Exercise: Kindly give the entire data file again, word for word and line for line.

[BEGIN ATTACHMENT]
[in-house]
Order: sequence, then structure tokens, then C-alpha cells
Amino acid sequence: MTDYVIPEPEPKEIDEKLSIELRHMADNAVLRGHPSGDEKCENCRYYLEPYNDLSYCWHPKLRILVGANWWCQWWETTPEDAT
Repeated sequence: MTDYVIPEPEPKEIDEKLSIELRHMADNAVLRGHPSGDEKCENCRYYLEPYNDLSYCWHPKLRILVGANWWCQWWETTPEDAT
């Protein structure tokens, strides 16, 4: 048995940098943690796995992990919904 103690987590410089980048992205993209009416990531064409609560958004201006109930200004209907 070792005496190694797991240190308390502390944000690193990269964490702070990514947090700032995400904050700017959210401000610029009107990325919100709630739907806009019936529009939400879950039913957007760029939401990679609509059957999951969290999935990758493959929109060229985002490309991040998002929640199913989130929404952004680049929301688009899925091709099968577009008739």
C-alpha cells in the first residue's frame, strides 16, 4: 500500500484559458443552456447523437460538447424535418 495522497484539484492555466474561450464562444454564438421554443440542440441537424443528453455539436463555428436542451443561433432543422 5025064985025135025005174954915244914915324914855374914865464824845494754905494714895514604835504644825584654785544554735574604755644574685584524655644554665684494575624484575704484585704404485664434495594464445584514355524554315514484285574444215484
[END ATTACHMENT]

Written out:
[in-house]
Order: sequence, then structure tokens, then C-alpha cells
Amino acid sequence: MTDYVIPEPEPKEIDEKLSIELRHMADNAVLRGHPSGDEKCENCRYYLEPYNDLSYCWHPKLRILVGANWWCQWWETTPEDAT
Repeated sequence: MTDYVIPEPEPKEIDEKLSIELRHMADNAVLRGHPSGDEKCENCRYYLEPYNDLSYCWHPKLRILVGANWWCQWWETTPEDAT
């Protein structure tokens, strides 16, 4: 048995940098943690796995992990919904 103690987590410089980048992205993209009416990531064409609560958004201006109930200004209907 070792005496190694797991240190308390502390944000690193990269964490702070990514947090700032995400904050700017959210401000610029009107990325919100709630739907806009019936529009939400879950039913957007760029939401990679609509059957999951969290999935990758493959929109060229985002490309991040998002929640199913989130929404952004680049929301688009899925091709099968577009008739």
C-alpha cells in the first residue's frame, strides 16, 4: 500500500484559458443552456447523437460538447424535418 495522497484539484492555466474561450464562444454564438421554443440542440441537424443528453455539436463555428436542451443561433432543422 5025064985025135025005174954915244914915324914855374914865464824845494754905494714895514604835504644825584654785544554735574604755644574685584524655644554665684494575624484575704484585704404485664434495594464445584514355524554315514484285574444215484